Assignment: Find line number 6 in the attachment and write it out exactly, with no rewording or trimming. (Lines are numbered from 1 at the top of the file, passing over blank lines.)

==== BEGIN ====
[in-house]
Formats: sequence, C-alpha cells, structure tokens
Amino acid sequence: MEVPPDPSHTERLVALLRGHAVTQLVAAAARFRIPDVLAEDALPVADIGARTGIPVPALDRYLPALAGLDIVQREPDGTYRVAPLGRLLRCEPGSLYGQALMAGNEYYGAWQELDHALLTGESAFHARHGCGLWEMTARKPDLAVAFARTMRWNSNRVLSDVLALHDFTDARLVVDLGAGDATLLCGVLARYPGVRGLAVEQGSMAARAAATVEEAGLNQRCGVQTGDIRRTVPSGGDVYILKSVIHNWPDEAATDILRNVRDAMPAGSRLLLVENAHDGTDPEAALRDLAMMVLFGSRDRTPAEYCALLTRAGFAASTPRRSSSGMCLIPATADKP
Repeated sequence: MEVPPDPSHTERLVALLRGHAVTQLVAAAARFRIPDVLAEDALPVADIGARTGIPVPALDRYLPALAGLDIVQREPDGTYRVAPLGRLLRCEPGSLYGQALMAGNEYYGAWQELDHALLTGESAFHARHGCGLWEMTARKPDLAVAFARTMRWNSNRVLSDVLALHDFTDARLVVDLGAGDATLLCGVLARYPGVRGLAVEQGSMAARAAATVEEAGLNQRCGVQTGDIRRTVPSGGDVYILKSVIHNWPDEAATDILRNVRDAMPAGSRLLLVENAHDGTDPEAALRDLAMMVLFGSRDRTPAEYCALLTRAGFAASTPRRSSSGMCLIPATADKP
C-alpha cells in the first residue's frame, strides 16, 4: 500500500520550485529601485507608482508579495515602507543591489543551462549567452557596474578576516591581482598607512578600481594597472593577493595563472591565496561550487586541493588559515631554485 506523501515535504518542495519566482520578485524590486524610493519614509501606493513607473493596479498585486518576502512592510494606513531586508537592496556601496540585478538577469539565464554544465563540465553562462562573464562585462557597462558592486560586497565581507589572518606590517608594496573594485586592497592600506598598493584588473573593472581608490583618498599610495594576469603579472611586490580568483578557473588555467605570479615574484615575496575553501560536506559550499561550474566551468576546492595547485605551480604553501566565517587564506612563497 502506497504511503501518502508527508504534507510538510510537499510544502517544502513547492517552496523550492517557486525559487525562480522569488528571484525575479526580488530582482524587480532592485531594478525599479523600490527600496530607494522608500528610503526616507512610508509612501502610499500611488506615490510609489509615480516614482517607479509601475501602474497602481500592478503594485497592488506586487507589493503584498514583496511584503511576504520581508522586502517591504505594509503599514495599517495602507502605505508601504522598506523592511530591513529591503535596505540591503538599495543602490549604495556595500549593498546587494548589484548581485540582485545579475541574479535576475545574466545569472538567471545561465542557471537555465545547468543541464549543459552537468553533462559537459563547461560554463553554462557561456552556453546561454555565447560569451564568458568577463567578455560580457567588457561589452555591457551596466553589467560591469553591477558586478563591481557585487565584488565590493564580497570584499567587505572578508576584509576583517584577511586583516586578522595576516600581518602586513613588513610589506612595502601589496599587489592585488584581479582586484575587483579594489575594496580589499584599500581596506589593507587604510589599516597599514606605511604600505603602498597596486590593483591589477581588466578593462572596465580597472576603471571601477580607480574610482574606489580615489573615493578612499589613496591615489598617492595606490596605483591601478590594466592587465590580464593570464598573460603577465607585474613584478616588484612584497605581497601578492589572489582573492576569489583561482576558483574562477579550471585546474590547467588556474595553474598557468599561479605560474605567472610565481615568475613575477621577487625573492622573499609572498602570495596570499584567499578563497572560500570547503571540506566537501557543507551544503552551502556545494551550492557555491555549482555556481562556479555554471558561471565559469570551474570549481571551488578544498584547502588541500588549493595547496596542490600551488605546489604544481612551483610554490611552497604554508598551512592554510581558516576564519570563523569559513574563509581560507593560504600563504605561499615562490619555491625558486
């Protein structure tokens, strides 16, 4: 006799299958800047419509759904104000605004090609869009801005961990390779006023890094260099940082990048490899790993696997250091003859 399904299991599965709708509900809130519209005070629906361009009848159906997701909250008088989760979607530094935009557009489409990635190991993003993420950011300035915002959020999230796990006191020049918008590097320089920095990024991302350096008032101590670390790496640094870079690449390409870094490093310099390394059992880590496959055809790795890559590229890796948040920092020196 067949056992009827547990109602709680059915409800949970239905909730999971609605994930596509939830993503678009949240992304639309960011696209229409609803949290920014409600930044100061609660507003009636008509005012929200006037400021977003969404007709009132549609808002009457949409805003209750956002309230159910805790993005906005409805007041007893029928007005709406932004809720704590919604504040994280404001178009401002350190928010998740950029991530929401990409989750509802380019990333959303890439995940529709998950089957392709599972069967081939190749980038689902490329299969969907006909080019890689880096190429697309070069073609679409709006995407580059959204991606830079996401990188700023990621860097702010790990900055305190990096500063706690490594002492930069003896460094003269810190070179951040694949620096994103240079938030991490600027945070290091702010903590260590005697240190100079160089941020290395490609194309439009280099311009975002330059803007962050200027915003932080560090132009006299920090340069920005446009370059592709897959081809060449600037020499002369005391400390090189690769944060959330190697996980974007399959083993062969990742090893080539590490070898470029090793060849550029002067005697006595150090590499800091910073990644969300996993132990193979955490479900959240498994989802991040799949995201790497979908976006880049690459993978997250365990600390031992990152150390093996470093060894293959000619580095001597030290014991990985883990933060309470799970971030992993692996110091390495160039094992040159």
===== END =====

């Protein structure tokens, strides 16, 4: 006799299958800047419509759904104000605004090609869009801005961990390779006023890094260099940082990048490899790993696997250091003859 399904299991599965709708509900809130519209005070629906361009009848159906997701909250008088989760979607530094935009557009489409990635190991993003993420950011300035915002959020999230796990006191020049918008590097320089920095990024991302350096008032101590670390790496640094870079690449390409870094490093310099390394059992880590496959055809790795890559590229890796948040920092020196 067949056992009827547990109602709680059915409800949970239905909730999971609605994930596509939830993503678009949240992304639309960011696209229409609803949290920014409600930044100061609660507003009636008509005012929200006037400021977003969404007709009132549609808002009457949409805003209750956002309230159910805790993005906005409805007041007893029928007005709406932004809720704590919604504040994280404001178009401002350190928010998740950029991530929401990409989750509802380019990333959303890439995940529709998950089957392709599972069967081939190749980038689902490329299969969907006909080019890689880096190429697309070069073609679409709006995407580059959204991606830079996401990188700023990621860097702010790990900055305190990096500063706690490594002492930069003896460094003269810190070179951040694949620096994103240079938030991490600027945070290091702010903590260590005697240190100079160089941020290395490609194309439009280099311009975002330059803007962050200027915003932080560090132009006299920090340069920005446009370059592709897959081809060449600037020499002369005391400390090189690769944060959330190697996980974007399959083993062969990742090893080539590490070898470029090793060849550029002067005697006595150090590499800091910073990644969300996993132990193979955490479900959240498994989802991040799949995201790497979908976006880049690459993978997250365990600390031992990152150390093996470093060894293959000619580095001597030290014991990985883990933060309470799970971030992993692996110091390495160039094992040159």